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'The Individual and the Community'
Questioner: I don't quite know how to ask this question but I have a strong feeling that relationship between the individual and the community, these two opposing entities, has been a long history of mischief. The history of the world, of thought, of civilization, is, after all, the history of the relationship between these two opposing entities. In all societies the individual is more or less suppressed; he must conform and fit into the pattern which the theorists have determined. The individual is always trying to break out of these patterns, and continuous battle between the two is the result. Religions talk about the individual soul as something separate from the collective soul. They emphasize the individual. In modern society - which has become so mechanical, standardized and collectively active - the individual is trying to identify himself, enquiring what he is, asserting himself. All struggle leads nowhere. My question is, what is wrong with all this?
Krishnamurti: The only thing that really matters is that there be an action of goodness, love and intelligence in living. Is goodness individual or collective, is love personal or impersonal, is intelligence yours, mine or somebody else's? If it is yours or mine then it is not intelligence, or love, or goodness. If goodness is an affair of the individual or of the collective, according to one's particular preference or decision, then it is no longer goodness. Goodness is not in the backyard of the individual nor in the open field of the collective; goodness flowers only in freedom from both. When there is this goodness, love and intelligence, then action is not in terms of the individual or the collective. Lacking goodness, we divide the world into the individual and the collective, and further divide the collective into innumerable groups according to religion, nationality and class. Having created these divisions we try to bridge them by forming new groups which are again divided from other groups. We see that every great religion supposedly exists to bring about the brotherhood of man and, in actual fact, prevents it. We always try to reform that which is already corrupt. We don't eradicate corruption fundamentally but simply rearrange it.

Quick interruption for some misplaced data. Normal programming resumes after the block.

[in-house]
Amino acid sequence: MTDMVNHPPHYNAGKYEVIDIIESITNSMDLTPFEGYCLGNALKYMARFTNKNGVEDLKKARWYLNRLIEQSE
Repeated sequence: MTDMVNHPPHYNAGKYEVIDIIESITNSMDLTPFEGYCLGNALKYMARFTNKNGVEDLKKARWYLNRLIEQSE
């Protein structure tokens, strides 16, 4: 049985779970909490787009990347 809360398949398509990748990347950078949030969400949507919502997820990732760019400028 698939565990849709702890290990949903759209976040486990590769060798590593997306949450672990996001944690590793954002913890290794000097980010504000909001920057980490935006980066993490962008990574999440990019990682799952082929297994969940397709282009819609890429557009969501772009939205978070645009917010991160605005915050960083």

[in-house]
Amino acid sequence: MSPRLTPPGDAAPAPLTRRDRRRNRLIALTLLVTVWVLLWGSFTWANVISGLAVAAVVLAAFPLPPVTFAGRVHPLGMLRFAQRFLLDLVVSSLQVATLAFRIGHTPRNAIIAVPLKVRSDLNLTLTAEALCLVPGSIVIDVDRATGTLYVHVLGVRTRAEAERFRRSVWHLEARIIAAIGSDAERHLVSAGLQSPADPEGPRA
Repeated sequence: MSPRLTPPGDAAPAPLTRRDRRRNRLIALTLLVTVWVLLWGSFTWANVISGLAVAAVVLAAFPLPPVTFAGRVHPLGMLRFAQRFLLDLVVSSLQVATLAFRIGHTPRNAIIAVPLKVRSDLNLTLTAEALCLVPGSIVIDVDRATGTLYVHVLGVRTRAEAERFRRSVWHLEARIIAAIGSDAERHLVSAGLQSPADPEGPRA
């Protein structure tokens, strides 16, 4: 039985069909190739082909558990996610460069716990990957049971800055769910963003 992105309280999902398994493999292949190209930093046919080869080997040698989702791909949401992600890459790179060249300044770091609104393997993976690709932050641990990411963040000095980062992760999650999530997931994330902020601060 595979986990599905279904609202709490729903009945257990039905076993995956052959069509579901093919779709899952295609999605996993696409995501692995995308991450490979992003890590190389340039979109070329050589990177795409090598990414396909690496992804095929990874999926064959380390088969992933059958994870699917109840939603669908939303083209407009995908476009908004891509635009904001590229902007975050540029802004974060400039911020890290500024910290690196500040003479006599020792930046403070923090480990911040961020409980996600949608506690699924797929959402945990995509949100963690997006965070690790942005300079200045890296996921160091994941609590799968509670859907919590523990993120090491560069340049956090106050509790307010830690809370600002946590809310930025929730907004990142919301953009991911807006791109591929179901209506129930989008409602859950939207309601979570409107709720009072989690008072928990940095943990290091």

Questioner: Are you saying that we need not waste time in these endless bargainings between the individual and the collective, or try to prove that they are different or that they are similar? Are you saying that only goodness, love and intelligence are the issue, and that these lie beyond the individual or the collective?
Questioner: So the real question seems to be how love, goodness and intelligence can act in daily living.
Krishnamurti: If these act, then the question of the individual and the collective is academic.
Questioner: How are they to act?
Krishnamurti: They can act only in relationship: all existence is in relationship. So the first thing is to become aware of one's relationship to everything and everybody, and to see how in this relationship the "me" is born and acts. This "me" that is both the collective and the individual; it is the "me" that separates; it is the "me" that acts collectively or individually, the "me" that creates heaven and hell. To be aware of this is to understand it. And the understanding of it is the ending of it. The ending of it is goodness, love and intelligence.